John Powell Powell and Stedman Triples

The Waterloo Tower

Stedman Triples is a bellringing method particularly associated with Quex.

The following is the text of an article published in 'The Ringing World'.

In 1828 John Powell Powell of Quex Park in Kent, builder of the Waterloo Tower (1819) published privately a book of compositions of Stedman Triples.

On the first page is an illustration of the Waterloo Tower (shown above). On the following page the dedication reads

"Dedicated with permission to the College and Cumberland Youths and the Different Companies of Change Ringers throughout England and Elsewhere"

Two versions of the publication were produced. The smaller measures c. 24cm x c.37cm, the larger is 31.5cm x 46.5cm. The larger version is more ornately decorated with borders round every page. Both versions contain the same number of pages.

Four pages of introductory "observations" precede the compositions of which there are six groups and forty six touches in all. In the 'Observations' John Powell Powell states that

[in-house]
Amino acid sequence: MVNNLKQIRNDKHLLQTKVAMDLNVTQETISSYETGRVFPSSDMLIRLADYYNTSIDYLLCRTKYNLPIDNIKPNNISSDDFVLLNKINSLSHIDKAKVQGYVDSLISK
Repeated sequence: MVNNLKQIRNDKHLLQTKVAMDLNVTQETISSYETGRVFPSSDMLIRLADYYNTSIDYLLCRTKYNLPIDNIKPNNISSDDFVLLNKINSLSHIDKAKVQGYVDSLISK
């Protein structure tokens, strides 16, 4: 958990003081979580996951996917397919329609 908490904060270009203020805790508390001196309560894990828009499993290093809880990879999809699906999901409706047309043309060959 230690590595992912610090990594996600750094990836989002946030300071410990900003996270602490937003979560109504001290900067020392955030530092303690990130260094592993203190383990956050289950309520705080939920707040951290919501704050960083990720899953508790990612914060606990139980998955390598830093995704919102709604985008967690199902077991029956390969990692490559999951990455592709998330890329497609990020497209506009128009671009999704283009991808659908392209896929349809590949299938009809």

'Professors in the Scientific Art of Change Ringing have, for many years, been endeavouring to compose a whole Peal of Stedman's Tripples, which might be considered the most perfect, by having the fewest number of bobs and singles.'

He says that he has used as a basis of several of his compositions Shipway's principle, indeed he says that one of the compositions, the 3rd of the 1st set, is Shipway's own. (William Shipway was employed by John Powell Powell as a tutor for his band of ringers. He conducted the peals rung by 'The Quex Institution of Change Ringing' between 1820 and 1825 by which time one of the members, John Beer, began to conduct and Shipway left Quex.) John Powell Powell refers several times to 'Passports', devices such as putting a plain six between 2 Bobs, which he has used at intervals in his compositions.

John Powell Powell refers to "my noted half peal", the 5th of the 1st set and it may be this composition which was his most successful. It is probably the half peal which so impressed the ringers of St Peter Mancroft, Norwich that they presented John Powell Powell with a silver gilt medal cut to show twelve bells and beautifully engraved with their appreciation of the composer. In a Norwich church there is a stone tablet commemorating what is probably the same composition rung on handbells on April 11, 1831 by the Mancroft Ringers.

Later in the Observations John Powell Powell refers to Mr Tebbs's (of Leeds) peal and says he will continue experimenting using the ideas to be found in it. He also mentions having seen "a very curous peal composed at Birmingham" - this is probably the work of Thomas Day.